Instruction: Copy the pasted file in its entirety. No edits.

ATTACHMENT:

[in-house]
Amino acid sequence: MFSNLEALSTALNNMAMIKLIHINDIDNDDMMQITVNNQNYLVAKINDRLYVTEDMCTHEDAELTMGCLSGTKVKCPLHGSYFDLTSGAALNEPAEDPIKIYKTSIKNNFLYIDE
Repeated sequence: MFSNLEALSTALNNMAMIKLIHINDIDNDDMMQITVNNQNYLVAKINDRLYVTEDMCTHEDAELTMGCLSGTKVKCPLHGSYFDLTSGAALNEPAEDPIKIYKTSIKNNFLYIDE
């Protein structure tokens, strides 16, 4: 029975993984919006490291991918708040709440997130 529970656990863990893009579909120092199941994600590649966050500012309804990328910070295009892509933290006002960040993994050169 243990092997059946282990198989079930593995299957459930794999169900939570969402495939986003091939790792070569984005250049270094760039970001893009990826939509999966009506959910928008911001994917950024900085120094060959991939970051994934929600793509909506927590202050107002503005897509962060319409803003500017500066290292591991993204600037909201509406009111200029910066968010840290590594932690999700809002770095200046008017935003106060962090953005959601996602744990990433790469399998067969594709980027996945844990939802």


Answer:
[in-house]
Amino acid sequence: MFSNLEALSTALNNMAMIKLIHINDIDNDDMMQITVNNQNYLVAKINDRLYVTEDMCTHEDAELTMGCLSGTKVKCPLHGSYFDLTSGAALNEPAEDPIKIYKTSIKNNFLYIDE
Repeated sequence: MFSNLEALSTALNNMAMIKLIHINDIDNDDMMQITVNNQNYLVAKINDRLYVTEDMCTHEDAELTMGCLSGTKVKCPLHGSYFDLTSGAALNEPAEDPIKIYKTSIKNNFLYIDE
């Protein structure tokens, strides 16, 4: 029975993984919006490291991918708040709440997130 529970656990863990893009579909120092199941994600590649966050500012309804990328910070295009892509933290006002960040993994050169 243990092997059946282990198989079930593995299957459930794999169900939570969402495939986003091939790792070569984005250049270094760039970001893009990826939509999966009506959910928008911001994917950024900085120094060959991939970051994934929600793509909506927590202050107002503005897509962060319409803003500017500066290292591991993204600037909201509406009111200029910066968010840290590594932690999700809002770095200046008017935003106060962090953005959601996602744990990433790469399998067969594709980027996945844990939802």